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Canadian international merchandise trade, May 2015
Canada's exports declined 0.6 per cent in May while imports edged up 0.2 per cent. Export volumes decreased 2.5 per cent and prices increased 1.9 per cent. Meanwhile, import volumes were up 0.3 per cent and prices edged down 0.1 per cent.
As a result, Canada's merchandise trade deficit with the world widened from $3.0 billion in April to $3.3 billion in May.
Exports to countries other than the United States fell 1.6 per cent to $10.0 billion in May.
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Maersk orders nine 14,000-TEU ships from Hundai Heavy
Maersk Line announced it signed a new $1.1 billion building contract with Hyundai Heavy Industries. The order is for nine vessels with a capacity of 14,000 TEUs each. The agreement includes an option for up to eight additional ships. The vessels will have a length of 353 meters.
The contract was signed by Sam H. Ka, COO of HHI and Søren Toft, COO of Maersk Line, at a ceremony at Maersk Line's headquarters in Copenhagen.
US driver turnover drops sharply
Driver turnover in the US dropped sharply in the first quarter, reaching its lowest levels in years.
"Clearly, the decline in driver turnover in the first quarter was significant," ATA chief economist Bob Costello said, "but what is less clear is why it dropped so much and whether turnover will continue to remain low."
Turnover rates at large and small truckload fleets dropped 12 percent. This brought turnover at large fleet (more than US$30 million in revenue) to 84 percent, marking the first time it has fallen below 90 percent since 2011.
For smaller fleets, turnover dropped to 83 percent.
Railways expected to reduce outlook
The Canadian Press via Materials Management & Distribution
Canada's sluggish economy and lower volumes of coal, grain and energy-related products could undermine the lofty 2015 earnings goals for the country's two largest railways, say industry analysts.
Canadian National and Canadian Pacific are expected to temper their earnings outlook when they report results soon.
Calgary-based CP had anticipated at least 25 per cent earnings per share growth for the year, while Montreal's CN had suggested nearly 10 per cent growth.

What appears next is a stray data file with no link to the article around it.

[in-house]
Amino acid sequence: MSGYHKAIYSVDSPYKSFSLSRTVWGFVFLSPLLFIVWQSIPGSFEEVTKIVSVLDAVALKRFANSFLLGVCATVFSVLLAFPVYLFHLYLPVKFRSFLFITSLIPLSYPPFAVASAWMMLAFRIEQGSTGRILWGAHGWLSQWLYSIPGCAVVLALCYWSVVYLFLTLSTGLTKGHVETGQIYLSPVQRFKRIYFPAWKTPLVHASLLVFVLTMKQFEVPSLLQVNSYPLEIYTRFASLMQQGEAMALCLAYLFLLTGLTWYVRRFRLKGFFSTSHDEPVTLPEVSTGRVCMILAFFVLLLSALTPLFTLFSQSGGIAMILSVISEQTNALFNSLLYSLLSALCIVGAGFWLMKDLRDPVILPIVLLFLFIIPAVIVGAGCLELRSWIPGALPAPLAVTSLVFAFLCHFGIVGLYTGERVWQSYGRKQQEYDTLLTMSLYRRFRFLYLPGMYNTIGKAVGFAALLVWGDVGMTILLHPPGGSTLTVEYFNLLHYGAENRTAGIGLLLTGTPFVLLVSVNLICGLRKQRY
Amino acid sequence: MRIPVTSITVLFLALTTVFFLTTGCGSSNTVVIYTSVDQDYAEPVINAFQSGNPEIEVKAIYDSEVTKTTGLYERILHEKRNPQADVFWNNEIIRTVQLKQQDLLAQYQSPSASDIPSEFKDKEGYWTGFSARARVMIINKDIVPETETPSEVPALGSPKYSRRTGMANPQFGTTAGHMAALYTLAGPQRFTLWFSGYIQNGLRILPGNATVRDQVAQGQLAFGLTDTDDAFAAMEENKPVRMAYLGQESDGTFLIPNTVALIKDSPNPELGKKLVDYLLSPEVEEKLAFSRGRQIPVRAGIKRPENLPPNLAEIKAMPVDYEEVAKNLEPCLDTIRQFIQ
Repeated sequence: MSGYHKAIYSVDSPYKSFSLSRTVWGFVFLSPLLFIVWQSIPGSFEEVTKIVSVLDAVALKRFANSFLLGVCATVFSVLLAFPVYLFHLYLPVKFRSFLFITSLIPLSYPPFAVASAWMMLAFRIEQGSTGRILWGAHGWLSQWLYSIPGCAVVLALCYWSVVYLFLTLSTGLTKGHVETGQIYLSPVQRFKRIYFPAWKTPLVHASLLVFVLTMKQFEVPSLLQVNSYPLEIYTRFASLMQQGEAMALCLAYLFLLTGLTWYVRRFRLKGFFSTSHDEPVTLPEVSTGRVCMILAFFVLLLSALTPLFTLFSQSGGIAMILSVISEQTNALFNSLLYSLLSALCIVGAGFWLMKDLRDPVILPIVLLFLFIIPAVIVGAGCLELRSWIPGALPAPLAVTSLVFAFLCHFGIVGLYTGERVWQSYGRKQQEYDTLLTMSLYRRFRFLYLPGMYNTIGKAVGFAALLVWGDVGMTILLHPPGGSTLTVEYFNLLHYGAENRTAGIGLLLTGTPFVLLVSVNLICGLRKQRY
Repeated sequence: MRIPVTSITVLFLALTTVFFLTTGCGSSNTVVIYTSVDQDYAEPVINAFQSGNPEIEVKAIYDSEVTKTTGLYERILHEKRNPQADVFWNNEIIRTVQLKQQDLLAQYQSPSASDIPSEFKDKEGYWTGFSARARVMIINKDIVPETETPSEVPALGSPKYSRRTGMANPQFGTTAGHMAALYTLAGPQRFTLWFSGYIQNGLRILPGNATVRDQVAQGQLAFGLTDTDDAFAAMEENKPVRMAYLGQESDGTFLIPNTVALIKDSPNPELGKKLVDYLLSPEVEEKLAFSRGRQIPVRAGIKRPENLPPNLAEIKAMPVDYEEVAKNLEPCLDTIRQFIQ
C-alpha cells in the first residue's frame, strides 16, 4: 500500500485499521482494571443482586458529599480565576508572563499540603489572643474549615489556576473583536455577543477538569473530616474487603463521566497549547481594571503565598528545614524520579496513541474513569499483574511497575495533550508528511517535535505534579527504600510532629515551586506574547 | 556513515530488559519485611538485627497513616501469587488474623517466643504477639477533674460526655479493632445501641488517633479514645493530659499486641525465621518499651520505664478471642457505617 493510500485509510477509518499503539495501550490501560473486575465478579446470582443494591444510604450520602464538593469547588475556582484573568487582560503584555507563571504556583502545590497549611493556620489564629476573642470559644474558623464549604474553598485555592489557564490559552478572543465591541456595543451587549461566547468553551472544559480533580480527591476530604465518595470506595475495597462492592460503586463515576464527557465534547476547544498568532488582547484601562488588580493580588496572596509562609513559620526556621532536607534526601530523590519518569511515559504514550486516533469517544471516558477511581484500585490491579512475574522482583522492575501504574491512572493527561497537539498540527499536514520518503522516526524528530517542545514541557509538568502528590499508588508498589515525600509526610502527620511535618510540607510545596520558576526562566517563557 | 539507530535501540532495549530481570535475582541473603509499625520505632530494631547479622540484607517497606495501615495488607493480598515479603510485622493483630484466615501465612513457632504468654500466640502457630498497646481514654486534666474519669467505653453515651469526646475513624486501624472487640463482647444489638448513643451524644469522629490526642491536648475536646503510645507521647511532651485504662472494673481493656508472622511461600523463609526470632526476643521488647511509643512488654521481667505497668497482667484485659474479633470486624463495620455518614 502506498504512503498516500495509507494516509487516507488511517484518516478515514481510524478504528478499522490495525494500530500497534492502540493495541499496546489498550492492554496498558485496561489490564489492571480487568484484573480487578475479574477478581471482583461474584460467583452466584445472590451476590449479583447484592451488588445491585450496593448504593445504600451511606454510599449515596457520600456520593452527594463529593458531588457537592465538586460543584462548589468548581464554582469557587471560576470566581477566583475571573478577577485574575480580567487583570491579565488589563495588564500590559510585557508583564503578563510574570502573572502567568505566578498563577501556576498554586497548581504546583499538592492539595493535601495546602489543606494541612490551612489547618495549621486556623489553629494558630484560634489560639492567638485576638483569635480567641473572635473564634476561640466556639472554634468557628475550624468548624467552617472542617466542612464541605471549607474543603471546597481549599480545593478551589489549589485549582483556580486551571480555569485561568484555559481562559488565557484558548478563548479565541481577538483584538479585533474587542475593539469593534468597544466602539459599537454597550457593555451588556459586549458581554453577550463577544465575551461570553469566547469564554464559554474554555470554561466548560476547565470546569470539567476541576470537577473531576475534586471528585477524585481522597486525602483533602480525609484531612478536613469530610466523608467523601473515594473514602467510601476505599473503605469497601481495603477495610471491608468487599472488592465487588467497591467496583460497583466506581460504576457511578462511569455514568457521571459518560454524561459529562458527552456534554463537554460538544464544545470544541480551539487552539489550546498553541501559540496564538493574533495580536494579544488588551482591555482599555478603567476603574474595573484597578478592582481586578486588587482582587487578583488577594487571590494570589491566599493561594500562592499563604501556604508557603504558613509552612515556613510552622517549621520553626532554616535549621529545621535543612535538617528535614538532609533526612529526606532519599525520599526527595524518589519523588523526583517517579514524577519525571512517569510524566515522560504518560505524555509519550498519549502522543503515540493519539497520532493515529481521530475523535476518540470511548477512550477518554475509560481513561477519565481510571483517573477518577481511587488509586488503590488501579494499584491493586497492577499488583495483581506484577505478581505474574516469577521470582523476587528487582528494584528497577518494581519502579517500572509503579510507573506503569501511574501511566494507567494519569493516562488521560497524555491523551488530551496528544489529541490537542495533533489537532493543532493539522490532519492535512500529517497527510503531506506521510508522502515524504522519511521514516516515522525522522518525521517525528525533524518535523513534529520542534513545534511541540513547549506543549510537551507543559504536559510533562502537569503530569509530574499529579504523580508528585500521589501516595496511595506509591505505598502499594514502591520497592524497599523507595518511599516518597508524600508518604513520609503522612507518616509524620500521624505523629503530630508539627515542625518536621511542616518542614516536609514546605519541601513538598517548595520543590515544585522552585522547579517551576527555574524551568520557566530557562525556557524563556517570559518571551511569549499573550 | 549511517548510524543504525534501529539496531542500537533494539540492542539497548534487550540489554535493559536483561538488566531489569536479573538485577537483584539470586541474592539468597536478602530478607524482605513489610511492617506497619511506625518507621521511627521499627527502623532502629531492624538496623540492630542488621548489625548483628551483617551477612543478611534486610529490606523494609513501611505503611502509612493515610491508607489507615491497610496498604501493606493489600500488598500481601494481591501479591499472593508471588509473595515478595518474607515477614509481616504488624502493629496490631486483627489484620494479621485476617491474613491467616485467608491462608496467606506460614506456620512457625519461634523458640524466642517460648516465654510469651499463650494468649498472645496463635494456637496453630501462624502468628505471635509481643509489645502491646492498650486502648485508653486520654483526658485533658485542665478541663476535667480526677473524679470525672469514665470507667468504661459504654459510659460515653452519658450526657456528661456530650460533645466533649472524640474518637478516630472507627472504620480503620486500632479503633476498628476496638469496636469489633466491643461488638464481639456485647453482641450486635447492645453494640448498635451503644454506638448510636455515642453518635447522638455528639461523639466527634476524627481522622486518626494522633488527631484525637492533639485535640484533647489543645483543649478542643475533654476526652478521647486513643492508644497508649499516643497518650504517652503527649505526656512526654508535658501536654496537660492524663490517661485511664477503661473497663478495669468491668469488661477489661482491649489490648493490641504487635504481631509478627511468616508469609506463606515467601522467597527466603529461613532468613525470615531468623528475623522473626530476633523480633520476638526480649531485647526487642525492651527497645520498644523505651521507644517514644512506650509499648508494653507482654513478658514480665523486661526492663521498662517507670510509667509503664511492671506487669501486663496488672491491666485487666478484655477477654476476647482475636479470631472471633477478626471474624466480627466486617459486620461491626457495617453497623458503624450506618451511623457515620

Canada eyes impact of long oil trains on railway track integrity
Canadian officials are studying the impact of long oil trains on the integrity of the country's railway tracks, Transport Minister Lisa Raitt said.
Raitt said the research is part of the federal transport department's response to a series of derailments along Canadian National Railway Co's mainline in northern Ontario earlier this year.
"We're looking at oil unit trains," Raitt told reporters in Toronto. "It's a significant change in how we're moving goods in the country, so that we should take a look at it."
CP Rail challenge to Lac-Megantic settlement rejected by judge
A Quebec judge rejected Canadian Pacific Railway Ltd's challenge to a settlement for victims of the Lac-Megantic crude-by-rail disaster, helping clear the way for compensation payments.
Parties previously named in a class action lawsuit, including closely-held Irving Oil, General Electric, Shell Oil Company, ConocoPhillips, Marathon Oil and others, have agreed to contribute to a C$431 million ($338.28 million) compensation fund for victims of the July 6, 2013, rail disaster.
Union Pacific levies surcharge on older crude railcars
Union Pacific Corp. told customers that move crude in older railcars, it will levy a $1,200 per-car surcharge on oil, becoming at least the second U.S. railroad to raise costs in the midst of widespread safety concerns.
In a revised tariff effective Aug. 1, Reuters reports the No. 1 U.S. railroad posted rates that will charge shippers more if they use so-called DOT-111 railcars, which are not as strong as the cars built to a higher standard the industry adopted in October 2011.
Carbon trading: How does trucking fit in?
There is one famous adage from Thomas Edison I recall that somewhat reflects the message I wanted to deliver in this column: "Opportunity is something that is missed by most people because it arrives dressed in overalls and looks like work," he said.
In other words, upon first glance, opportunity often presents itself as a bug, not a feature.